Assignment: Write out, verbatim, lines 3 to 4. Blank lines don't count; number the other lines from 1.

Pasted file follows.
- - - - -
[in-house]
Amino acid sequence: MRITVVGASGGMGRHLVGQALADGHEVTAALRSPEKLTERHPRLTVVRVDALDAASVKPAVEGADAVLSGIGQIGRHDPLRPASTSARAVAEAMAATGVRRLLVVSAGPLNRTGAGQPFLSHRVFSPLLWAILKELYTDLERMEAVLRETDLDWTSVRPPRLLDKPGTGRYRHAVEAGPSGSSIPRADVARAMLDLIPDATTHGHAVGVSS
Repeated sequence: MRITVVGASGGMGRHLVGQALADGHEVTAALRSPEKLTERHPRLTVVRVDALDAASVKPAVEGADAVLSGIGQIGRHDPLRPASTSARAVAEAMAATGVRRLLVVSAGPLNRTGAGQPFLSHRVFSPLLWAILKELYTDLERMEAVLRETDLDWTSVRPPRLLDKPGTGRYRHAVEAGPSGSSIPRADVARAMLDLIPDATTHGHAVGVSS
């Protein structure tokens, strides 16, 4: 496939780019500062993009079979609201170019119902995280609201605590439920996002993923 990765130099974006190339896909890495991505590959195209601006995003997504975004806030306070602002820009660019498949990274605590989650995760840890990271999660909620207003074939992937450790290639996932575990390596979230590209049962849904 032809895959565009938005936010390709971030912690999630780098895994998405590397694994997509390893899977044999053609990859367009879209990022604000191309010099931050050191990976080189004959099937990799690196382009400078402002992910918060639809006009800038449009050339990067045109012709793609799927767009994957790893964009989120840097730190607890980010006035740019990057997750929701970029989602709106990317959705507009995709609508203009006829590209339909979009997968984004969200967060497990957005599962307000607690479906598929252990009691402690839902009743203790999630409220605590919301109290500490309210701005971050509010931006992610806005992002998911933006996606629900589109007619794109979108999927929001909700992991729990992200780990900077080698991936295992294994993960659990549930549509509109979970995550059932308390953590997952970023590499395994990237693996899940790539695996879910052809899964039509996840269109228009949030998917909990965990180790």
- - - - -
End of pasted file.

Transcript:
Repeated sequence: MRITVVGASGGMGRHLVGQALADGHEVTAALRSPEKLTERHPRLTVVRVDALDAASVKPAVEGADAVLSGIGQIGRHDPLRPASTSARAVAEAMAATGVRRLLVVSAGPLNRTGAGQPFLSHRVFSPLLWAILKELYTDLERMEAVLRETDLDWTSVRPPRLLDKPGTGRYRHAVEAGPSGSSIPRADVARAMLDLIPDATTHGHAVGVSS
């Protein structure tokens, strides 16, 4: 496939780019500062993009079979609201170019119902995280609201605590439920996002993923 990765130099974006190339896909890495991505590959195209601006995003997504975004806030306070602002820009660019498949990274605590989650995760840890990271999660909620207003074939992937450790290639996932575990390596979230590209049962849904 032809895959565009938005936010390709971030912690999630780098895994998405590397694994997509390893899977044999053609990859367009879209990022604000191309010099931050050191990976080189004959099937990799690196382009400078402002992910918060639809006009800038449009050339990067045109012709793609799927767009994957790893964009989120840097730190607890980010006035740019990057997750929701970029989602709106990317959705507009995709609508203009006829590209339909979009997968984004969200967060497990957005599962307000607690479906598929252990009691402690839902009743203790999630409220605590919301109290500490309210701005971050509010931006992610806005992002998911933006996606629900589109007619794109979108999927929001909700992991729990992200780990900077080698991936295992294994993960659990549930549509509109979970995550059932308390953590997952970023590499395994990237693996899940790539695996879910052809899964039509996840269109228009949030998917909990965990180790």